Orillo challenges both the loss and restitution amounts, but her argument is focused almost entirely on the loss amount, with restitution mentioned only a handful of times. Although the restitution analysis differs from that of the loss amount, in this case Orillo raises one challenge applicable equally to both determinations, and therefore we address them together. See United States v. Ali, 619 F.3d 713, 720 (7th Cir.2010) (analyzing challenges to the loss calculation, forfeiture order, and restitution award together because the challenges to the three were the same).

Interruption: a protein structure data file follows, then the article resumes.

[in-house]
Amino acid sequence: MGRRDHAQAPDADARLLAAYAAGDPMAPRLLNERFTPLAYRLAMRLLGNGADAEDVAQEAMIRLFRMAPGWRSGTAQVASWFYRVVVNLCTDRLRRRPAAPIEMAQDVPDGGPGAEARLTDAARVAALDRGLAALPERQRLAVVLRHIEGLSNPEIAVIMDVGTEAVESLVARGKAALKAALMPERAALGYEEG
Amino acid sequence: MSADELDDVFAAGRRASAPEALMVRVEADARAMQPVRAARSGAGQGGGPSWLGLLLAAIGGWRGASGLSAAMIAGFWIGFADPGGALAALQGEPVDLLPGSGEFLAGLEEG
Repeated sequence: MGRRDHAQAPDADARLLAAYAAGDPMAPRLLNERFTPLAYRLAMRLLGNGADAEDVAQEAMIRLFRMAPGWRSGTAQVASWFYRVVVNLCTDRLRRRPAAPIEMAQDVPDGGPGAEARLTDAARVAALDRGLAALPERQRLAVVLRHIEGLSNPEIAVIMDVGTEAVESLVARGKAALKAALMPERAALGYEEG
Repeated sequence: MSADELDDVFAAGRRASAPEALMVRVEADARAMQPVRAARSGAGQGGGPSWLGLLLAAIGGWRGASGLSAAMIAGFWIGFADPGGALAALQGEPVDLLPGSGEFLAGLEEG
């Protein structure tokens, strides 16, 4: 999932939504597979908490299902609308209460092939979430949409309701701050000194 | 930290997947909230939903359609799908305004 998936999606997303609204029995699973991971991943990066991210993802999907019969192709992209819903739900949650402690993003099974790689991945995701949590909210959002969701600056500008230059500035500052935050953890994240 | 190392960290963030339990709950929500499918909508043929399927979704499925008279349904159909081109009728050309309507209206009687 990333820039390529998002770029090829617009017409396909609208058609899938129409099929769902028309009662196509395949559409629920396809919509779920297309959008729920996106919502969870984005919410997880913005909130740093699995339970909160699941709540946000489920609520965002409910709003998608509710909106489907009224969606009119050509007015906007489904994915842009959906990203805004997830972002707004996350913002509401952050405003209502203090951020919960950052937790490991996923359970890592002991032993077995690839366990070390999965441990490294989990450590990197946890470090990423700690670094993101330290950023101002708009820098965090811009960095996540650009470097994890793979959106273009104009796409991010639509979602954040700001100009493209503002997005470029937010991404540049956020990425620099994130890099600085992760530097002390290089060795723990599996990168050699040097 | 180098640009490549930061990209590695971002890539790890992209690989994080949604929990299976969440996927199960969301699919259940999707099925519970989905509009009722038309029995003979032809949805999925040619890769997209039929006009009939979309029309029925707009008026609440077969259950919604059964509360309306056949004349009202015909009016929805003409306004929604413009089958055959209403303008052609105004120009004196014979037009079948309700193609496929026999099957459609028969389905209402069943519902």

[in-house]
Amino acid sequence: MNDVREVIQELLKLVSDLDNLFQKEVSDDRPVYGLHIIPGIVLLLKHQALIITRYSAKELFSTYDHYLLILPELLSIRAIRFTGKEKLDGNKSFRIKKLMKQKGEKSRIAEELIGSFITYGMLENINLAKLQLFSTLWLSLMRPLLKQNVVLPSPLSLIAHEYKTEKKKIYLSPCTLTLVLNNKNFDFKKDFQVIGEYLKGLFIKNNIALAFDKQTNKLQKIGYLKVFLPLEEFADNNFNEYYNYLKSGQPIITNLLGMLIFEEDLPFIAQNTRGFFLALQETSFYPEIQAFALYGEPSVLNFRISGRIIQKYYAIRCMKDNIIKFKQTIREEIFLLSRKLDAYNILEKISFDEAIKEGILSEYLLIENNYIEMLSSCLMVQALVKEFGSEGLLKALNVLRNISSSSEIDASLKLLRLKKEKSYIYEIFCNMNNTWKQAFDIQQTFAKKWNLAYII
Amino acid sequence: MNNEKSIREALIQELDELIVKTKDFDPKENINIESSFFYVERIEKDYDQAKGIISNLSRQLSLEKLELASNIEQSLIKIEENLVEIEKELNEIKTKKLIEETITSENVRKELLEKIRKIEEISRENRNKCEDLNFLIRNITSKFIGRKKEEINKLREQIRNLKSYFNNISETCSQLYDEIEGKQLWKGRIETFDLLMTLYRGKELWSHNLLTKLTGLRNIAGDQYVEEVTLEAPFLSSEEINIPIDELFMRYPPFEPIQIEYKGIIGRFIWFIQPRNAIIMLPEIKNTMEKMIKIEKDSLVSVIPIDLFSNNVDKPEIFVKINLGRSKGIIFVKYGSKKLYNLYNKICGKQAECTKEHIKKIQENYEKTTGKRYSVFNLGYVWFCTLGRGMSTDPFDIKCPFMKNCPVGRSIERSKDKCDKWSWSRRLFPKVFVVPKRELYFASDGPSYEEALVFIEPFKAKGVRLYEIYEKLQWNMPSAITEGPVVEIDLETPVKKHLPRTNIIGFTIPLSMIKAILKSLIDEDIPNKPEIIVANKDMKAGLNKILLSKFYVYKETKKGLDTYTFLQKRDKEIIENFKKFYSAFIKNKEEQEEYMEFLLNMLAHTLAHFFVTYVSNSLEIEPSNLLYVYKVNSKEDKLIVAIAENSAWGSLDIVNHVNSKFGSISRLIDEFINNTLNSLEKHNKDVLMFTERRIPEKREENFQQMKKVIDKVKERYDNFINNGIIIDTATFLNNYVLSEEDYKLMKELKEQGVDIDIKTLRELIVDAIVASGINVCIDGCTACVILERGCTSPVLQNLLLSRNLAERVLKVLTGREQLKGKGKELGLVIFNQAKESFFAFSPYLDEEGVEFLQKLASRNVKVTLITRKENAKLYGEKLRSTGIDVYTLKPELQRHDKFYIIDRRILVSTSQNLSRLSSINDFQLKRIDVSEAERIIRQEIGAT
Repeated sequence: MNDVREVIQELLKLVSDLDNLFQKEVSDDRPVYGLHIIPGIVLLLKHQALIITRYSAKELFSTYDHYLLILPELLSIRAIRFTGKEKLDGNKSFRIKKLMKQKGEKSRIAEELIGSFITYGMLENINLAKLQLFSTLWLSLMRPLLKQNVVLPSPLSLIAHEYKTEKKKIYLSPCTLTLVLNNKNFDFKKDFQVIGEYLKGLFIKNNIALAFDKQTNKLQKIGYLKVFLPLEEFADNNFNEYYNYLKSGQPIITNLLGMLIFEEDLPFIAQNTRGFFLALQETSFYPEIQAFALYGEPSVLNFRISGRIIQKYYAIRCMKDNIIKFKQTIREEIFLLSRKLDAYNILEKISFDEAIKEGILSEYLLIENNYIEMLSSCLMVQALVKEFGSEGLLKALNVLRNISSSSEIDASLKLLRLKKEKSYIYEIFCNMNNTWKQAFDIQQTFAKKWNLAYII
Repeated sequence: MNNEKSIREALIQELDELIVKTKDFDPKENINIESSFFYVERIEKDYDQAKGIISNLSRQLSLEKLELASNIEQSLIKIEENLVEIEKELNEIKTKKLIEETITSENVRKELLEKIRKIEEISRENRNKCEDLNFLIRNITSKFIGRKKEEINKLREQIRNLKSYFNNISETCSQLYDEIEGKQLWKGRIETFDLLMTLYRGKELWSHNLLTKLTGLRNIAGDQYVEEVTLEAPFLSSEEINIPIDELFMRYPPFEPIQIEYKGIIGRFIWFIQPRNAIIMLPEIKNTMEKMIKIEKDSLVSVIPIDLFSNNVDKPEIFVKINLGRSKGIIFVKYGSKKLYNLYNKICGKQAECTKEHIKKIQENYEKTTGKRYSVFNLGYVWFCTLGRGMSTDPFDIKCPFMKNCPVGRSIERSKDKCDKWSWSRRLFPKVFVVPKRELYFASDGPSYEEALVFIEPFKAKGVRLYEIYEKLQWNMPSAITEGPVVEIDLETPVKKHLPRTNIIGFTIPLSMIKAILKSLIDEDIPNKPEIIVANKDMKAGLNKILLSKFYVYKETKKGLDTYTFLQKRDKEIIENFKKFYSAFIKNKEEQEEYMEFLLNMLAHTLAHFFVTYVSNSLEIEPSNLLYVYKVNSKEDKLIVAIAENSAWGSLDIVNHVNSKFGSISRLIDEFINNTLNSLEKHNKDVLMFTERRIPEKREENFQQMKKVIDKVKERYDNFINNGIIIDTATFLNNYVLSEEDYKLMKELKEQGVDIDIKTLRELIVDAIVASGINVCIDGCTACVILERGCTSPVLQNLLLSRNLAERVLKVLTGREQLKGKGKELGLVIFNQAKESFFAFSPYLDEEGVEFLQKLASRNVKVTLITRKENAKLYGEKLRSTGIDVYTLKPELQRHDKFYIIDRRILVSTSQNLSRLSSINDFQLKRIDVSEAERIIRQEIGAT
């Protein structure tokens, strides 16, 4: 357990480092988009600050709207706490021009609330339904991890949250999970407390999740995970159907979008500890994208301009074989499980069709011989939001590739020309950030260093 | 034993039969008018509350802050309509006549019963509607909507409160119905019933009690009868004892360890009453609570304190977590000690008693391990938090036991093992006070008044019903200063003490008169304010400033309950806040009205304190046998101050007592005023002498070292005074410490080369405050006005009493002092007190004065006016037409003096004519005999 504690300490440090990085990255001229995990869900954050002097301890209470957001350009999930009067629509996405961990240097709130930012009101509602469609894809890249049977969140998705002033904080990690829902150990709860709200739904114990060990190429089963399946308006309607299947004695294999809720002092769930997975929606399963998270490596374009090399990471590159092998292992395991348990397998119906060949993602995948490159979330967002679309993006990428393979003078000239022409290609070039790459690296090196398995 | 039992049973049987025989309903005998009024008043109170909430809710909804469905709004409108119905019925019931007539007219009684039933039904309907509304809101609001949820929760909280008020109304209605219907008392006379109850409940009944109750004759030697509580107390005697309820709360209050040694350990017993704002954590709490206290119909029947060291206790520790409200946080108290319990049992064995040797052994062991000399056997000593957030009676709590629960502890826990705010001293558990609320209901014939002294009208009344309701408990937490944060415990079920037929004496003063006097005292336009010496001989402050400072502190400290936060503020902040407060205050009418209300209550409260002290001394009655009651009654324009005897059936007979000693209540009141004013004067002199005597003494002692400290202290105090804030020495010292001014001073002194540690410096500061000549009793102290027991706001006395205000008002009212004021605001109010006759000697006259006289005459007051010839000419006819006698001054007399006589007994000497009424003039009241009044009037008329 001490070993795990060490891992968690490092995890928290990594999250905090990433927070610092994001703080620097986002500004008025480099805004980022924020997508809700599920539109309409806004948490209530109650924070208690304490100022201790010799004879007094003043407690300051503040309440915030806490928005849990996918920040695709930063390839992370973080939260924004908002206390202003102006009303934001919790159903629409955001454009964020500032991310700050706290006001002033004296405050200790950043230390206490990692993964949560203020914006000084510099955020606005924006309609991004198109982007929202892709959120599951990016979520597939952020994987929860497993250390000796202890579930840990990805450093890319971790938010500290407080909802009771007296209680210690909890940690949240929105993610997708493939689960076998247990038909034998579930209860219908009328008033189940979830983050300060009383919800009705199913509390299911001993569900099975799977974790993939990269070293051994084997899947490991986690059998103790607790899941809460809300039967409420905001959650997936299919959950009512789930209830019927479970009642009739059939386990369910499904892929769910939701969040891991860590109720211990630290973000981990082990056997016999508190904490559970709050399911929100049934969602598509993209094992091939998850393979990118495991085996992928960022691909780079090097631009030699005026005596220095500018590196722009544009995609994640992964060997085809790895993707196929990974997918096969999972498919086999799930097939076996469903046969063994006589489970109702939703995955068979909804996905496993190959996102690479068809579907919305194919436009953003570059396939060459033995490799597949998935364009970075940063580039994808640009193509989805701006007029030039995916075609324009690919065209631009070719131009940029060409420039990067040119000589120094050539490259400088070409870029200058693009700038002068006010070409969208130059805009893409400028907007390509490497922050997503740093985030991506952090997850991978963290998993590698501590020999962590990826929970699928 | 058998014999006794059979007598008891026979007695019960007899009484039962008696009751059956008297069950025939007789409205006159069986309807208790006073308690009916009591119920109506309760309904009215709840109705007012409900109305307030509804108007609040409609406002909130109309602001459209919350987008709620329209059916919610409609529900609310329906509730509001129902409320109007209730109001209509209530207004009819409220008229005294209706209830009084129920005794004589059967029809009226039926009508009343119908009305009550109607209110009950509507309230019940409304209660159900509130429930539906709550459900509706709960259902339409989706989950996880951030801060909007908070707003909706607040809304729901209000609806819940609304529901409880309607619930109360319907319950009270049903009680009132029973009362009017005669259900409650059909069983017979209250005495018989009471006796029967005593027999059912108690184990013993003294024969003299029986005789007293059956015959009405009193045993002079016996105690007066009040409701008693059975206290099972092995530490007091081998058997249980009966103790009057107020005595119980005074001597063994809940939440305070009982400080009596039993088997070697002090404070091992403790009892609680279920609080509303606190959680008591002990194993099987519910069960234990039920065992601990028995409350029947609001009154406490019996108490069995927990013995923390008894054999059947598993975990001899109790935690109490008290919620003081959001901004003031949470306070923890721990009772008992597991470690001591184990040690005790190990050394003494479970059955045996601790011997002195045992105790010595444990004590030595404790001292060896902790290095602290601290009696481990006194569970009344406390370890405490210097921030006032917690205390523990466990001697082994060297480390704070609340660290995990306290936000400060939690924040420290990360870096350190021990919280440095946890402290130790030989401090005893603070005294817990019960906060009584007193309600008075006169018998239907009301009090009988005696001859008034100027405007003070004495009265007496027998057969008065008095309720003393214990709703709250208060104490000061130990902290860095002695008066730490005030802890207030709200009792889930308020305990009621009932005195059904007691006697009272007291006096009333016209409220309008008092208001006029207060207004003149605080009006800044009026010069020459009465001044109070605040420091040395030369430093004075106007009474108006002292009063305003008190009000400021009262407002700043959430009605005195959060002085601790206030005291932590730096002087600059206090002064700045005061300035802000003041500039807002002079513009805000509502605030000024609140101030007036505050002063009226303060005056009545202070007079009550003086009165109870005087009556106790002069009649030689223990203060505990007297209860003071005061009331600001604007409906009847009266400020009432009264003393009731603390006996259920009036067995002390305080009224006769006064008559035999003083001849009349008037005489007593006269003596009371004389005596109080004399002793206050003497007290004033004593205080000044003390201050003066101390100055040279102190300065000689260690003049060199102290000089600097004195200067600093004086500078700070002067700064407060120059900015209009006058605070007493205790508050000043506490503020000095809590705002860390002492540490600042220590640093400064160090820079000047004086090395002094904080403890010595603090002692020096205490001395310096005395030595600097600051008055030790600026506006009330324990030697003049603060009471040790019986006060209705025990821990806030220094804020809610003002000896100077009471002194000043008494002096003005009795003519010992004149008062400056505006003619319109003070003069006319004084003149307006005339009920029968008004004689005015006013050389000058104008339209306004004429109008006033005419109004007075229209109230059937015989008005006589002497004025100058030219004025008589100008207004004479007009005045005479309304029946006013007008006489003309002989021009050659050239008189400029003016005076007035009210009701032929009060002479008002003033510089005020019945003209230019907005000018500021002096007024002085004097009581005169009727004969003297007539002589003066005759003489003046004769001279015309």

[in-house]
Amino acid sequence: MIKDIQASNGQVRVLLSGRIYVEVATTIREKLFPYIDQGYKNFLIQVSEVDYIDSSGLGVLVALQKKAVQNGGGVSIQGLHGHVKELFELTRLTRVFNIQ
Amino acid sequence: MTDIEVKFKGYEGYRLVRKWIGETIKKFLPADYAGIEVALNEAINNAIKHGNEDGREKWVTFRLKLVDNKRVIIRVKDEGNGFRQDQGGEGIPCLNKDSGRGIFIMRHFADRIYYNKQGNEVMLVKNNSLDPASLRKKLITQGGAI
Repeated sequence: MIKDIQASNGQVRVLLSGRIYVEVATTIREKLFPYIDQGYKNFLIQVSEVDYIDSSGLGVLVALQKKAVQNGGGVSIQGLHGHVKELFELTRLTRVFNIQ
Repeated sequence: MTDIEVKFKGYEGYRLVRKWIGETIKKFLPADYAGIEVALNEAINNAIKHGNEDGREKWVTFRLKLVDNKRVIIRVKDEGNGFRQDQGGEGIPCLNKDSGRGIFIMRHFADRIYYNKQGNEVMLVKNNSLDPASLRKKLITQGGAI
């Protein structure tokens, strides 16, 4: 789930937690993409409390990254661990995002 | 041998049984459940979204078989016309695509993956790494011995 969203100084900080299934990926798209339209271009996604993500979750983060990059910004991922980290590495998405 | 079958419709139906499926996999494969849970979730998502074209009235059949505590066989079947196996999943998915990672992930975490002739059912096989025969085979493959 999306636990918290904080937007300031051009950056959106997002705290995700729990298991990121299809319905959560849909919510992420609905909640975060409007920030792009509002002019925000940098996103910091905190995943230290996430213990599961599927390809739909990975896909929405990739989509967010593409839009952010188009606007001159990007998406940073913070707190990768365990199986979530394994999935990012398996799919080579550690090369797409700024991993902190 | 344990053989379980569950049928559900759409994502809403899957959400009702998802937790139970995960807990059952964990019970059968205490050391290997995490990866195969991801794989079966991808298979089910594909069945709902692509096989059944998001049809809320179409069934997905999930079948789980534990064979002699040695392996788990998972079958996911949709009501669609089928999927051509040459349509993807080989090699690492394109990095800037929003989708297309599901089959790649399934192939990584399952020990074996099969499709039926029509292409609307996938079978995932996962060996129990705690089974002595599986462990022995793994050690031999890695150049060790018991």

Orillo does not challenge the calculation of the overpayment amounts; she solely challenges the application of one category of overpayment to that loss and restitution determination. Orillo contends that only overpayments related to visible alterations of OASIS entries should be used in determining the loss amount and the restitution award. Of the 177 claims identified by Cody, 24 files involved overpayments totally unrelated to altered items, generating overpayments of $8,542.73 out of the total overpayment amount of $47,444. In addition, Orillo points out that in a group of medical files involving 61 episodes of care in which both altered and unaltered items resulted in overpayments, in 16 of those files altered and non-altered OASIS items that triggered overpayments appear together on the same page. The 61 files which contained both types of unsupported entries generated $30,995 of the $47,444 overpayment. Orillo contends that the court, in calculating the loss and restitution amount, should have limited itself to only overpayments related to visible alterations, and should not have considered any overpayments related to OASIS entries that were unsupported but not visibly altered. As to those overpayments associated with OASIS entries lacking visible alterations, Orillo asserts that there is no reason to attribute it to wrongdoing as opposed to routine human error.